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The Daily Fray / National Security

The Associated Press Case for Releasing the Bin Laden Photo

This frame grab from the Saudi-owned television network MBC, the Middle East Broadcasting Center, shows alleged terror mastermind Osama bin Laden in an undated videotape broadcast by the Dubai-based MBC in 2002.(AFP/Getty Images)

May 10, 2011

President Obama's decision to withhold the visual evidence of Osama bin Laden's death has created a fundamental disagreement between the White House and one of the largest journalism organizations in the world. "This information is important for the historical record," said Michael Oreskes, senior managing editor at The Associated Press. "That's our view."

Last Monday, the AP filed a Freedom of Information Act request for the photographic and video evidence taken during the raid on bin Laden's compound in Abbottabad, Pakistan.  The organization's FOIA request included a reminder of the president's campaign pledge and a plea to be more transparent than his predecessor. "The Obama White House 'pledged to be the most transparent government in U.S. history," wrote the AP,  "and to comply much more closely with the Freedom of Information Act than the Bush administration did.'"

Two days later, the president told 60 Minutes he would not release any of the footage related to the raid, including video of bin Laden's deep sea burial and photographs of his slain corpse. Though Oreskes voices his disagreement diplomatically, there's no way around it: The AP believes the president is wrong to maintain exclusive ownership of the evidence. "We're asking to see it," said Oreskes in an interview with The Atlantic Wire. "It's about us saying we would like to make our own news judgements about news worthy material."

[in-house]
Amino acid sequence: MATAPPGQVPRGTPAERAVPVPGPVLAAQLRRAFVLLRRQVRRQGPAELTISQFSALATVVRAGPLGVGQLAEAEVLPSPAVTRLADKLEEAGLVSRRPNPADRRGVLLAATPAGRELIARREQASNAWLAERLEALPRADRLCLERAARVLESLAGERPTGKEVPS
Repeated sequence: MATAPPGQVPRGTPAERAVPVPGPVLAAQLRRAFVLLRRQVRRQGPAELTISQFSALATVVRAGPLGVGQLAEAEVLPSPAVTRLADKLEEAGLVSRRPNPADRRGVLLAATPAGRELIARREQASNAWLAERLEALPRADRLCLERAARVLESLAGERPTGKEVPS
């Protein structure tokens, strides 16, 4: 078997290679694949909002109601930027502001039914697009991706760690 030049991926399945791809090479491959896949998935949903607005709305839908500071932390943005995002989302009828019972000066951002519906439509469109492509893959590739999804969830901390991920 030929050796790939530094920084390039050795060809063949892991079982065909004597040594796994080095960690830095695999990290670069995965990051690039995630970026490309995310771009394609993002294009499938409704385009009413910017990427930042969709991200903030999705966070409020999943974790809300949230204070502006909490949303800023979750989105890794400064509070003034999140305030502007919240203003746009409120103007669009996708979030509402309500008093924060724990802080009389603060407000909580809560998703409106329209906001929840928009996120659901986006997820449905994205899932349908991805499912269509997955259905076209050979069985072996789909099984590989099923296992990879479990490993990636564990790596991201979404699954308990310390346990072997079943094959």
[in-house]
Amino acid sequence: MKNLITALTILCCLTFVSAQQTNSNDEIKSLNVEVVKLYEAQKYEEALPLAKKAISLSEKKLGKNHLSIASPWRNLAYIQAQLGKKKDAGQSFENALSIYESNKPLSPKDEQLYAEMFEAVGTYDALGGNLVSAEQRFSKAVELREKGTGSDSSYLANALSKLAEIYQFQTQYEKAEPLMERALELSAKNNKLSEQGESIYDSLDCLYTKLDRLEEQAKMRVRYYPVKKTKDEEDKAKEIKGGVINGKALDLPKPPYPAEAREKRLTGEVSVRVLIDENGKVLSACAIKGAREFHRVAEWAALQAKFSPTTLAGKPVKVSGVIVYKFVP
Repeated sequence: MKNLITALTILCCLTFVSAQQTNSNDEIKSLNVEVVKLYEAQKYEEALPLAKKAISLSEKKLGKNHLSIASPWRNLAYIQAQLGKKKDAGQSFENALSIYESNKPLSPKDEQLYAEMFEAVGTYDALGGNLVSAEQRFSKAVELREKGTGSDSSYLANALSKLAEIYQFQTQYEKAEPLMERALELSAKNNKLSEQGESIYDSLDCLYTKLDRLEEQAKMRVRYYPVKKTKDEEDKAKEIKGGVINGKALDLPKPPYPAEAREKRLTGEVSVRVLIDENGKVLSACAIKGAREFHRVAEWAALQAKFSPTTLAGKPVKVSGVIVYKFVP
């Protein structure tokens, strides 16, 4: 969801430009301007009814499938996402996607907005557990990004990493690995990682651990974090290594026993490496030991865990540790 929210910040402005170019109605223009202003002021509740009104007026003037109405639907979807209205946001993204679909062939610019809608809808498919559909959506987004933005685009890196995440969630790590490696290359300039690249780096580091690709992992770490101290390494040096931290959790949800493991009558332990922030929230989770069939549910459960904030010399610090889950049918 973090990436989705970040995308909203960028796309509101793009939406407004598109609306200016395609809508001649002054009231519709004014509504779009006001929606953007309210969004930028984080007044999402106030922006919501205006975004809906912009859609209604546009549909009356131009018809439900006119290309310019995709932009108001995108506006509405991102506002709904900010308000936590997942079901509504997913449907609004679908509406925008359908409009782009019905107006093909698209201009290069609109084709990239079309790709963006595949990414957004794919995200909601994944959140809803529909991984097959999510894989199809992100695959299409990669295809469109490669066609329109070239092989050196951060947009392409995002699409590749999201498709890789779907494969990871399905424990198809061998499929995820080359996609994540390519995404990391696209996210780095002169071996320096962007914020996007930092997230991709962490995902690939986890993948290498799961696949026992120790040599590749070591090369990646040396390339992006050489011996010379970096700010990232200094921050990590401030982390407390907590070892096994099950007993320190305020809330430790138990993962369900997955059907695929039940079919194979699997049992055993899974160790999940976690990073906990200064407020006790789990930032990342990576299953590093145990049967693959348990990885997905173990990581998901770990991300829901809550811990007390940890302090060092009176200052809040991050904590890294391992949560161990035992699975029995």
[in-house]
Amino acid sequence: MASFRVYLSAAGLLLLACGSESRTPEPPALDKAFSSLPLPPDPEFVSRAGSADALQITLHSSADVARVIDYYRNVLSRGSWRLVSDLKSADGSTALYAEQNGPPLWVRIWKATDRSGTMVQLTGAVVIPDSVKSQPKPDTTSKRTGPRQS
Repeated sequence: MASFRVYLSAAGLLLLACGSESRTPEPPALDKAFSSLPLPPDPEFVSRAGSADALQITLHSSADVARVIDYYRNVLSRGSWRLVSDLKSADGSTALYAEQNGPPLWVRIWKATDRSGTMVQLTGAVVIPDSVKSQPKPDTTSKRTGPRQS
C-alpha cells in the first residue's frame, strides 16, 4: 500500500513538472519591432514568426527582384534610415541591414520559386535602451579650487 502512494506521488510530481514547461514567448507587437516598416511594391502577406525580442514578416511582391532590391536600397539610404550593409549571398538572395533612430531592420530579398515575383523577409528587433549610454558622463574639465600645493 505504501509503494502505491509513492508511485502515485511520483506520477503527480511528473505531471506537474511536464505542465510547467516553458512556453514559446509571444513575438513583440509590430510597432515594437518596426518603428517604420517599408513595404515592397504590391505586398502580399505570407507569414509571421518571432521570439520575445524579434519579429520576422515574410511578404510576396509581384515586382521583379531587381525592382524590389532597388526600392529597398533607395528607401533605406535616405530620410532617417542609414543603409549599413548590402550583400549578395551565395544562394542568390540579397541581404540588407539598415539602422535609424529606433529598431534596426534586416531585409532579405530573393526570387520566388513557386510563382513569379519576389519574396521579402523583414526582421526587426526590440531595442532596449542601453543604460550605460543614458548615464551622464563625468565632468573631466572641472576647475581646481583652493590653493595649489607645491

The president insists that releasing bin Laden's photograph violates common decency and puts U.S. troops in harm's ways. "We don't trot out this stuff as trophies," he told Steve Kroft on 60 Minutes. "I think that given the graphic nature of these photos, it would create some national security risk."

Many in the press have agreed. "To put his head on a digital spike and display his mangled head is, indeed, not the Western way," wrote Andrew Sullivan on Wednesday.

But a journalist's prerogative is to ask questions and find answers, said Oreskes. "It's our job as journalists to seek this material."

"We're not deciding in advance to publish this material," he pledged.  "We would like our journalists, who are working very hard, to see this material and then we'll decide what's publishable and what's not publishable based on the possibliy that it's inflammatory." 

Senator Lindsey Graham, Senator Susan Collins, Rep. Peter King and The Wall Street Journal's Peggy Noonan have each sought the photos release at one point or another. They each maintained that bin Laden, of course, is dead and the White House's narrative is to be believed. But photos should be released to tamp down conspiracy theories.

For Oreskes, the photo is an important piece of evidence to establish what happened during the Navy SEALs raid on bin Laden's Abbottabad compound. "In the week since the raid there's been a whole series of story-lines about what happened in this raid," said Oreskes. "At this point, anything that might shed more light on what occurred is potentially quite newsworthy. So we would like this imagery to fully understand what happened during this event."

"I can't tell you what understanding we would get," he prefaced. "But we would like to see it and compare it with other things we're being told about this raid both by U.S. officials and officials in other countries."

The AP isn't alone in wanting more insight on the specifics of the raid. When it eventually surfaced that bin Laden was not killed in a firefight, his wife wasn't used as a human shield, there was no live footage of the event and the "mansion" where he lived was only worth between $250,000 and $480,000, many became skeptical of the White House's narrative. Other organizations that have filed FOIAs include Politico, Fox News, Judicial Watch and Citizens United. Oreskes sympathizes with the president. "This is obviously one of his most difficult decisions and we understand that."

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